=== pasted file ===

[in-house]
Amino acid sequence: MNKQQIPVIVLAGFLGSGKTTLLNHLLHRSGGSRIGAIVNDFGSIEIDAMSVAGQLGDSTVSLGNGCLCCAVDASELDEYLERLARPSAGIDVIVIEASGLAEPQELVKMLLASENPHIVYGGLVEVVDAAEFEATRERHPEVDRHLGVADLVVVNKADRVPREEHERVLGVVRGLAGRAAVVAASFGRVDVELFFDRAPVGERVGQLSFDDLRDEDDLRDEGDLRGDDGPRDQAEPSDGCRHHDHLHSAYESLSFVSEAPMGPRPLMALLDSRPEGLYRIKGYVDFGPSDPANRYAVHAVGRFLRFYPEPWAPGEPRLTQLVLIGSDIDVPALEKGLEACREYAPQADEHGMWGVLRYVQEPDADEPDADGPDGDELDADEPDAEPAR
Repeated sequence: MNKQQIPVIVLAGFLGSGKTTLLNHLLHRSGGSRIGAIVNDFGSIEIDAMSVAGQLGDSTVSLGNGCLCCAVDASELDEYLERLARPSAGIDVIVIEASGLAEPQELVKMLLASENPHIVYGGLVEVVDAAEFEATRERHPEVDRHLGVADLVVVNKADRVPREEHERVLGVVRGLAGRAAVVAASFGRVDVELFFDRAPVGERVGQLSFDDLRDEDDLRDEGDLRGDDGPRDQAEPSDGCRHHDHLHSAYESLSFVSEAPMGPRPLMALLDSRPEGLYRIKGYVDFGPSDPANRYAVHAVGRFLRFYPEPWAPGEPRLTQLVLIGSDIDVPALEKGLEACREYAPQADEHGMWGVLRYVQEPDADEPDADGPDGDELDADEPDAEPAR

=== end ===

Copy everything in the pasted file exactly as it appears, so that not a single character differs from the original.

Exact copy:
[in-house]
Amino acid sequence: MNKQQIPVIVLAGFLGSGKTTLLNHLLHRSGGSRIGAIVNDFGSIEIDAMSVAGQLGDSTVSLGNGCLCCAVDASELDEYLERLARPSAGIDVIVIEASGLAEPQELVKMLLASENPHIVYGGLVEVVDAAEFEATRERHPEVDRHLGVADLVVVNKADRVPREEHERVLGVVRGLAGRAAVVAASFGRVDVELFFDRAPVGERVGQLSFDDLRDEDDLRDEGDLRGDDGPRDQAEPSDGCRHHDHLHSAYESLSFVSEAPMGPRPLMALLDSRPEGLYRIKGYVDFGPSDPANRYAVHAVGRFLRFYPEPWAPGEPRLTQLVLIGSDIDVPALEKGLEACREYAPQADEHGMWGVLRYVQEPDADEPDADGPDGDELDADEPDAEPAR
Repeated sequence: MNKQQIPVIVLAGFLGSGKTTLLNHLLHRSGGSRIGAIVNDFGSIEIDAMSVAGQLGDSTVSLGNGCLCCAVDASELDEYLERLARPSAGIDVIVIEASGLAEPQELVKMLLASENPHIVYGGLVEVVDAAEFEATRERHPEVDRHLGVADLVVVNKADRVPREEHERVLGVVRGLAGRAAVVAASFGRVDVELFFDRAPVGERVGQLSFDDLRDEDDLRDEGDLRGDDGPRDQAEPSDGCRHHDHLHSAYESLSFVSEAPMGPRPLMALLDSRPEGLYRIKGYVDFGPSDPANRYAVHAVGRFLRFYPEPWAPGEPRLTQLVLIGSDIDVPALEKGLEACREYAPQADEHGMWGVLRYVQEPDADEPDADGPDGDELDADEPDAEPAR